Black Lives Matter proves that brands must stand for something, or fall for anything

Being an ally to a cause is a long-term process that requires taking the conversation offline.

The killing of George Floyd has sparked a powerful wave of protest around systematic injustice, police brutality and racial inequality. Since video footage of the event has gone viral, tensions have quickly flared within the US, with voices echoing support all around the world for the Black Lives Matter Movement (BLM). While we’ve seen similar events draw attention and public concern, this incident seems to be the straw that broke the camel’s back – igniting critical conversations around race, but also bringing brand activism to the forefront of the discussion. 

In the same way that protestors are calling for urgent action from authorities, consumers are demanding that brands take tangible action. Brands are being called out for releasing hollow statements of solidarity, and also being asked to prove whether their internal structures are truly reflective of the diverse ideologies they communicate.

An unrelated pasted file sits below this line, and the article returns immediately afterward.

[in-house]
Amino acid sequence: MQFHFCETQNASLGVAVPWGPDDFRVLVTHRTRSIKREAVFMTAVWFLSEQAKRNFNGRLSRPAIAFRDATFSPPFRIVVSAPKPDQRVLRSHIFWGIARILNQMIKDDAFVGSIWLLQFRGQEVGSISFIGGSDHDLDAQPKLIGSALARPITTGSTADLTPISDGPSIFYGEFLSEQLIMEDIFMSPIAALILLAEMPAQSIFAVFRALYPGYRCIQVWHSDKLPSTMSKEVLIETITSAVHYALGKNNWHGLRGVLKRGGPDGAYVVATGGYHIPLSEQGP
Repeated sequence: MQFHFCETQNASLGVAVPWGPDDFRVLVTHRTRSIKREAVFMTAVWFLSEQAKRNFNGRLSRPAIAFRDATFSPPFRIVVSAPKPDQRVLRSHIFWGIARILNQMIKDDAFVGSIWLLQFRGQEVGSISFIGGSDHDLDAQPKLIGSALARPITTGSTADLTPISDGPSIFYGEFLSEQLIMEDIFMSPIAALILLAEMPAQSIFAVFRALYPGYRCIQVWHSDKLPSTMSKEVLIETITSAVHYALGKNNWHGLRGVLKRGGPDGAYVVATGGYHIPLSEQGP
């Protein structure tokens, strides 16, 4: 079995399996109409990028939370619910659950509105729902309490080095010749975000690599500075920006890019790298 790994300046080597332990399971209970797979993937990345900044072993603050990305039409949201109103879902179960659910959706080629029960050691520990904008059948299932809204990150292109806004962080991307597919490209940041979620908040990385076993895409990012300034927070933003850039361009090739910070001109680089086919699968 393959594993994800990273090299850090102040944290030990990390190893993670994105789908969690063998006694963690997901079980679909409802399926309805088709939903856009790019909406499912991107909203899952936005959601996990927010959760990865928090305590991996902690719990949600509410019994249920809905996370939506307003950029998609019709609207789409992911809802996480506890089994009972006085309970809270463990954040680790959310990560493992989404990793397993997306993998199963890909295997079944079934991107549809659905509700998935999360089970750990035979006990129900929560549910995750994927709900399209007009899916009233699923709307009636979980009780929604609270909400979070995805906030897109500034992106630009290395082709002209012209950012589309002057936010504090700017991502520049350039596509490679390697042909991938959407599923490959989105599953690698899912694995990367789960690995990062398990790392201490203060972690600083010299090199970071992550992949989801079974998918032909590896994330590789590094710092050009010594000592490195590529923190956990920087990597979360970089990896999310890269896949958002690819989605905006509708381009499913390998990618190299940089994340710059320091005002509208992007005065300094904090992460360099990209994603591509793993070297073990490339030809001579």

Havas’s Meaningful Brands Study reveals that 55 per cent of consumers believe brands play a more important role than governments to create a better future. This means that highly informed consumers expect brands to exceed function and be socially impactful.  So, how can brands go beyond optics and prove genuine allyship? 

Know your audience – Consumers today are extremely conscious of authenticity. Coming across as tone deaf can do considerable damage to a brand’s image. It’s important that all communication is thoughtful, genuine, and tactful.

Identify the right tools – For brands who truly want to increase trust markers, it’s important to identify the tools that will help them become more socially active. Implementing social listening tools to understand concerns and general sentiment will help determine how to contribute in an authentic manner. 

Look inward before speaking outward – Brands need to genuinely ask themselves if they have directly or indirectly contributed to the problem in the past. If yes, own up to it and be transparent about how your brand is taking measurable steps to improve. 

Be the change you post about – Don’t be a Slacktivist. When a brand chooses to take part in the conversation, it’s critical to commit to how to tackle the problem in the long term, as opposed to making a performative statement. This means being vocal about monetary contributions, as well as leveraging platforms to amplify calls to action and drive the conversation forward.

Being an ally to a cause is a long-term process that requires taking the conversation offline. Once brands prove their genuine commitment, loyalty will follow. 

Razan Karim is communications director at Havas Middle East

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